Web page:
Finding community through youth programs: Hanna’s story

September 13, 2022

By MOSAIC Communications Team

Each year, International Youth Day brings youth issues to the attention of the international community and celebrates the potential of youth as partners in today’s global society. MOSAIC’s Youth Programs aim to help young newcomers adjust to their lives in Canada and discover their full potential.

Hanna Yihdego remembers the joy she felt when she arrived with her mother and younger brother from Eritrea in 2019, reuniting with her father who had already settled in Canada.

“I felt really good, because it had been more than 10 years since I saw my dad,” Hanna says.

Her arrival near the end of the school year meant she needed to work hard to catch up on her studies. As a young newcomer to Canada, Hanna misses spending time with extended family and friends in Eritrea, as well as indulging in Eritrean cuisine and taking part in large cultural events involving the local community. The language barrier also presented a challenge for her mother when they arrived, which according to Hanna, made it difficult to find fellow members of the Eritrean community in the Lower Mainland.

MOSAIC’s youth programs became instrumental in helping Hanna adjust to her life in Canada as a young newcomer, where she established new friendships. She connected with Monica Navarro-Cespedes, MOSAIC’s Youth Projects Coordinator, who nominated Hanna for her education award. Monica describes her as, “an excellent example of working hard to overcome barriers, of perseverance and maturity at such a young age.”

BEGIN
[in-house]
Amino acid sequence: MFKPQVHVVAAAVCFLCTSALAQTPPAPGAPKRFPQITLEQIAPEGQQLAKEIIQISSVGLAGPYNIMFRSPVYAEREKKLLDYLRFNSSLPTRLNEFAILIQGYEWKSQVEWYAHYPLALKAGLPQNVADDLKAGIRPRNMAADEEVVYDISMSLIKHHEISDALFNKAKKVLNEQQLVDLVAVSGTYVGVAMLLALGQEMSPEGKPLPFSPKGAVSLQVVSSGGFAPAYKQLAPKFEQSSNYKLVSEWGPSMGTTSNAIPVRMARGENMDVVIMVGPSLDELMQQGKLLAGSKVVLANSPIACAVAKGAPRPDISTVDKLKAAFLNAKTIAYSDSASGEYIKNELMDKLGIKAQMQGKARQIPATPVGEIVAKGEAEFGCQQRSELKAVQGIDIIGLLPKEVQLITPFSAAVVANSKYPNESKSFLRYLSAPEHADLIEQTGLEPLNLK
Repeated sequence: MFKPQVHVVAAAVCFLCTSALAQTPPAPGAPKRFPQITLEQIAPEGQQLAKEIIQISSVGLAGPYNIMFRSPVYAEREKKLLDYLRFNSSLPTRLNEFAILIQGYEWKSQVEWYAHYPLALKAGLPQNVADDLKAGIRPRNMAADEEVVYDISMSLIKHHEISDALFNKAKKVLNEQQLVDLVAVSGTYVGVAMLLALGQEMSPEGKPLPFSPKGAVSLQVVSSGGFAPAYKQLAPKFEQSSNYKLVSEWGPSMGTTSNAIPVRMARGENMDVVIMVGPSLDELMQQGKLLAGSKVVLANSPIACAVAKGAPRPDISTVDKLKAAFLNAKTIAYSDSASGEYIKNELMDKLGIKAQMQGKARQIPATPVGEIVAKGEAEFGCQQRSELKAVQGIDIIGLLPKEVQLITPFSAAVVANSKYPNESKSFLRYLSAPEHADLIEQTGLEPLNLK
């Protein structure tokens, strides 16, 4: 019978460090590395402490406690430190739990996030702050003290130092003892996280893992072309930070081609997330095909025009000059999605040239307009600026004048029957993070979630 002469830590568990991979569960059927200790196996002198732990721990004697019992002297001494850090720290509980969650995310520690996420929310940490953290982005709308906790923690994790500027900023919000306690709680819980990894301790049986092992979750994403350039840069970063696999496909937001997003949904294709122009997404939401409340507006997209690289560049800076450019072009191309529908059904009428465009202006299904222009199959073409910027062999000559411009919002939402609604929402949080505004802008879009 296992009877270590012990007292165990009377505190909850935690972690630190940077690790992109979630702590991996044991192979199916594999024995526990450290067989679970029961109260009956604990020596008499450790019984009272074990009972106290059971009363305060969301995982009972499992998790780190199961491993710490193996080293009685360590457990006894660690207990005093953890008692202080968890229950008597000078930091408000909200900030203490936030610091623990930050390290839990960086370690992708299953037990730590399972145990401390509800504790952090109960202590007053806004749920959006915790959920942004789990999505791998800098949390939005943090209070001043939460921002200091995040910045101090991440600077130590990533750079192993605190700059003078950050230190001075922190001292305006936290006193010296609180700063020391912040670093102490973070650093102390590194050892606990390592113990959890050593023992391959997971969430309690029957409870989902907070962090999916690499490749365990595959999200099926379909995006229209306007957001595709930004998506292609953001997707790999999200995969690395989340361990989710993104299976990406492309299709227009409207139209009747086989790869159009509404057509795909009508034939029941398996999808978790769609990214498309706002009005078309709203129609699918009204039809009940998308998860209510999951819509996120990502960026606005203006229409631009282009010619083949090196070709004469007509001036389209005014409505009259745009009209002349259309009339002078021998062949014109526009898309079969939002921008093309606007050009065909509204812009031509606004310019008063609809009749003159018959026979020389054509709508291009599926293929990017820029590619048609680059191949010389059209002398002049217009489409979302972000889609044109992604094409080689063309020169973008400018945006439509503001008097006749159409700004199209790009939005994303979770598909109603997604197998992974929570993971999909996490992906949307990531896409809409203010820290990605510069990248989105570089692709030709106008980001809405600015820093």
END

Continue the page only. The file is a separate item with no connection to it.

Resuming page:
Hanna took advantage of MOSAIC’s youth programs, including NuYu (Newcomer Youth Popular Theatre Program), wellness workshops and fieldtrips. She featured in her own documentary, which she was responsible for writing, shooting and co-producing as a part of MOSAIC’s newcomer Youth Documentary Project.

“MOSAIC really helped me to develop my communication, social and organizational skills that I usually get to apply in school with my schoolwork and friends.”

Hanna credits her mother for inspiring her to work hard and persevere.

“She always told me that every person has their own struggles and it’s the way you solve them that makes you a human being.”

After completing her high school education this year, she was awarded with the Dr. Kes Chetty Education Award and plans to study nursing at Douglas College in September. The scholarship award, named after former board member and activist Dr. Kasval (Kes) Chetty is presented annually to a MOSAIC client, immigrant, or refugee to pursue academic or vocational studies at an institution of their choice.

Hanna’s passion for helping others and giving back to her community fuels her desire to become a nurse, which she said was made possible by the support of her family, friends and MOSAIC.